Dry cell batteries are batteries used in many common items—including power tools, watches, video cameras, calculators, flashlights, toys and hearing aids.
- Alkaline rechargeable
- Lead acid sealed
- Metal hydride
- Mercuric oxide
- Silver oxide
- Zinc-air batteries.
The materials in these batteries—mercury, lithium, silver cadmium, lead and acids—all have the potential to be hazardous wastes. If batteries are burned or landfilled, the heavy metals in them can be released into the environment. These batteries also contain valuable metals that can be recovered for reuse.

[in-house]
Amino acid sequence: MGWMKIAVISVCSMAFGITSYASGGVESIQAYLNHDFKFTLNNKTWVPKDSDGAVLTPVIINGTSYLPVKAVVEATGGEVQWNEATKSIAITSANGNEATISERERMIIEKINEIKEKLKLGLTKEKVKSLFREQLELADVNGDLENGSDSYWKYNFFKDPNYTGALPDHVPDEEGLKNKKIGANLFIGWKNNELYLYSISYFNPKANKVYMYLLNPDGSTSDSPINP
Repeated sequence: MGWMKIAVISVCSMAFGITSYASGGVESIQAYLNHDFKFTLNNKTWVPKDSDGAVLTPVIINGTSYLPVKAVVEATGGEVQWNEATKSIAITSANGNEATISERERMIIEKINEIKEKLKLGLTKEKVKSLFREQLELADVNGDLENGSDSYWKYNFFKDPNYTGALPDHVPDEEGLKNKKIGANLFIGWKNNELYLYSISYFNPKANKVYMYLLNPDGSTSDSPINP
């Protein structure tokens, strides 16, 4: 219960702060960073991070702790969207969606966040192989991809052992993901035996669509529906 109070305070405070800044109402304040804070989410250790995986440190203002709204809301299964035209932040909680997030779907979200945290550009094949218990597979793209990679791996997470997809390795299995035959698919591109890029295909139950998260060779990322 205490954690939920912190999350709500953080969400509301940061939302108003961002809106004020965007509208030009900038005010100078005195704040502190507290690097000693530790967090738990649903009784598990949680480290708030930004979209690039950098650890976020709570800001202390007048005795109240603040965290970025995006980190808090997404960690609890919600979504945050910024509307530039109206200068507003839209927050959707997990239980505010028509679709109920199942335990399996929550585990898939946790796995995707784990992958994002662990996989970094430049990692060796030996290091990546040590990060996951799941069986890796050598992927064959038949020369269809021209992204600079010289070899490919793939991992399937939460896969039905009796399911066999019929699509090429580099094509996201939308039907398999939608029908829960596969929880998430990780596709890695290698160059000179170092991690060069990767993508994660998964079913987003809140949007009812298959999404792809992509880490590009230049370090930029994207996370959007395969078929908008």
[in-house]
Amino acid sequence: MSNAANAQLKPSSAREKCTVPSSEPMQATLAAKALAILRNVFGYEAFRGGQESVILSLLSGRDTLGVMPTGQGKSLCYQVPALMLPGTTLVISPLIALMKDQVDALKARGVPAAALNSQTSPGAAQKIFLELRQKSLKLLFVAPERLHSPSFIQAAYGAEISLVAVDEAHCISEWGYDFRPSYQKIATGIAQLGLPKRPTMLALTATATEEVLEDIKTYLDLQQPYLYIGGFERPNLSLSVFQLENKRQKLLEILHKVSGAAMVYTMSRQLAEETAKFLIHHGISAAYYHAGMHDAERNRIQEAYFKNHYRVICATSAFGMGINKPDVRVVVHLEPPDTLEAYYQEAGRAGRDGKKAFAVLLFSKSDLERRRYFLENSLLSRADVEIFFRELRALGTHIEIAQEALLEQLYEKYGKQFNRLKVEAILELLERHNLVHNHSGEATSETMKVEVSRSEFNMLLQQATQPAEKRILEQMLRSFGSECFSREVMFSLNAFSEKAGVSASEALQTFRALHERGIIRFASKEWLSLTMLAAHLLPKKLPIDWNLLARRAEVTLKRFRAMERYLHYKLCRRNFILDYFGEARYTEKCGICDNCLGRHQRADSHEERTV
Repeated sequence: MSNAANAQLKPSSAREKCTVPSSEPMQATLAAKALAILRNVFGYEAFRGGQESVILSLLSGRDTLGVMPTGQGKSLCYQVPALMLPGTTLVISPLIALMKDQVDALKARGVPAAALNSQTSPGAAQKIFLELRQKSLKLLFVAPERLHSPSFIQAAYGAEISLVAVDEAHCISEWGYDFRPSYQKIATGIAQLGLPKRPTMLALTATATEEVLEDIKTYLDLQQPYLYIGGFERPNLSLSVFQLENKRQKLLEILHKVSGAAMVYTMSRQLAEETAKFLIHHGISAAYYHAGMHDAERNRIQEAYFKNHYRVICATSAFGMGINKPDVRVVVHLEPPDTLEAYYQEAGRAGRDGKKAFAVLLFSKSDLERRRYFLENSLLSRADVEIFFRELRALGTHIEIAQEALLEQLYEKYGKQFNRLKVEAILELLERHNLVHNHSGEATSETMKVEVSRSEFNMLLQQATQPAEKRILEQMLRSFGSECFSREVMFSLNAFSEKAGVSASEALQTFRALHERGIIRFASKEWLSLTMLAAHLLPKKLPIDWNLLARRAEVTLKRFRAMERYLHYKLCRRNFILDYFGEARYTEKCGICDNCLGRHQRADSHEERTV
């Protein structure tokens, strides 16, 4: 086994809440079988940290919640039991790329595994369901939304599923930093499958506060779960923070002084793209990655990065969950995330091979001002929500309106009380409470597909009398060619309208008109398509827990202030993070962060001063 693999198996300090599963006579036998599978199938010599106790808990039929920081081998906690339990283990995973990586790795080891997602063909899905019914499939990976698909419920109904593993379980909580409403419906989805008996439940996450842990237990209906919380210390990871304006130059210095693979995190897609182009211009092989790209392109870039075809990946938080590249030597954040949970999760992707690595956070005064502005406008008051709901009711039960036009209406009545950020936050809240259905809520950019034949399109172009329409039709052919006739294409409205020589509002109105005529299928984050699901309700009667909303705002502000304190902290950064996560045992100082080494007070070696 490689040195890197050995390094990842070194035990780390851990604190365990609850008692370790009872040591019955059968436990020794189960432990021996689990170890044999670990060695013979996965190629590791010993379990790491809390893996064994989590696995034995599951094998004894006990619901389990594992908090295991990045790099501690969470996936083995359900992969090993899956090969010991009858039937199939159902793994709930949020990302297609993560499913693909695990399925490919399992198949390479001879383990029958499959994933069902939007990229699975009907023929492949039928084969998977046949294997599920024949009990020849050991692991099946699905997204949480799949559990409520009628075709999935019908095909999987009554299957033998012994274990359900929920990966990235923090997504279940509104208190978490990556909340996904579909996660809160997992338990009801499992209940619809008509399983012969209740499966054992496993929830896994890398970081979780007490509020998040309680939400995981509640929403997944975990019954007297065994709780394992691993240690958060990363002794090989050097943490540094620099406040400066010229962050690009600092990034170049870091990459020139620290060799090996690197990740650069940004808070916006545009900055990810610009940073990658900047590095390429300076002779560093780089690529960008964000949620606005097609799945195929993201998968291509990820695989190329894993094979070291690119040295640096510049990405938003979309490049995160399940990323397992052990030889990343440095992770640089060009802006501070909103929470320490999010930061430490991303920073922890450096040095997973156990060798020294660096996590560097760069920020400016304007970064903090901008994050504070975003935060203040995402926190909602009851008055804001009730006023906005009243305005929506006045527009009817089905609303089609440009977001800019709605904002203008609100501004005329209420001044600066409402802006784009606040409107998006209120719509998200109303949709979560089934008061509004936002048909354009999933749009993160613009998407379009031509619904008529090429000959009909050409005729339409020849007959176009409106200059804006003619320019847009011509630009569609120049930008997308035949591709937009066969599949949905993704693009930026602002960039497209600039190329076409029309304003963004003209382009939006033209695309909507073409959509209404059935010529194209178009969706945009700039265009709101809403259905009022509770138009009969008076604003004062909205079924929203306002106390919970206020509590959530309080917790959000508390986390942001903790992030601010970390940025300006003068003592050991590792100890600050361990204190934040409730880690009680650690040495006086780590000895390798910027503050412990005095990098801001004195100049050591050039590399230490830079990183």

On the UWO campus we categorize batteries into alkaline, and heavy metal.
Alkaline batteries such as AA, AAA, C, D, 6 Volt, 9 Volt are currently not recyclable and should be thrown out in the normal trash.
All other heavy metal batteries should have both of the electrodes covered with tape and delivered to a central collection area for disposal or recycling.
Vehicle batteries should be stored in a designated collection area. On the UWO campus we have a contract with a certified scrap battery hauler that picks up used vehicle batteries weekly.